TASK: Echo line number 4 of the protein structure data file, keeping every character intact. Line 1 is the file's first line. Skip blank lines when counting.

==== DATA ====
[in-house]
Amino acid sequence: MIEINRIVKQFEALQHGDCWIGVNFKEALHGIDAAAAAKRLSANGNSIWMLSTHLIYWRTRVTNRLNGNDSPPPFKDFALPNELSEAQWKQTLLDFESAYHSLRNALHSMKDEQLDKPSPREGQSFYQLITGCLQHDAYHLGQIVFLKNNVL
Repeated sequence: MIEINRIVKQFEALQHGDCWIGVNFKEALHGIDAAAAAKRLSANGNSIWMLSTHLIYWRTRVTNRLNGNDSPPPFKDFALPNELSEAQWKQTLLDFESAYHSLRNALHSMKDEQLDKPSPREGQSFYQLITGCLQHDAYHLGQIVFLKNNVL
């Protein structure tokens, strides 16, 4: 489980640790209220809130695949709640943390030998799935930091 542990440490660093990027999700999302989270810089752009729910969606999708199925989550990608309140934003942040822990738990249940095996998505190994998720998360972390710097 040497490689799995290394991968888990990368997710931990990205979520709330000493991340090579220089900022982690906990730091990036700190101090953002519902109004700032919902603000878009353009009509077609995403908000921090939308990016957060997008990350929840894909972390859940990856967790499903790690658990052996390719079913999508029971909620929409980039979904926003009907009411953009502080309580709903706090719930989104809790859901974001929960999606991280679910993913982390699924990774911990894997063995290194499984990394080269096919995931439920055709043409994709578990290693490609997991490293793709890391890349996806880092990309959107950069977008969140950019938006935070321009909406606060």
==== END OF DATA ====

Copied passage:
């Protein structure tokens, strides 16, 4: 489980640790209220809130695949709640943390030998799935930091 542990440490660093990027999700999302989270810089752009729910969606999708199925989550990608309140934003942040822990738990249940095996998505190994998720998360972390710097 040497490689799995290394991968888990990368997710931990990205979520709330000493991340090579220089900022982690906990730091990036700190101090953002519902109004700032919902603000878009353009009509077609995403908000921090939308990016957060997008990350929840894909972390859940990856967790499903790690658990052996390719079913999508029971909620929409980039979904926003009907009411953009502080309580709903706090719930989104809790859901974001929960999606991280679910993913982390699924990774911990894997063995290194499984990394080269096919995931439920055709043409994709578990290693490609997991490293793709890391890349996806880092990309959107950069977008969140950019938006935070321009909406606060």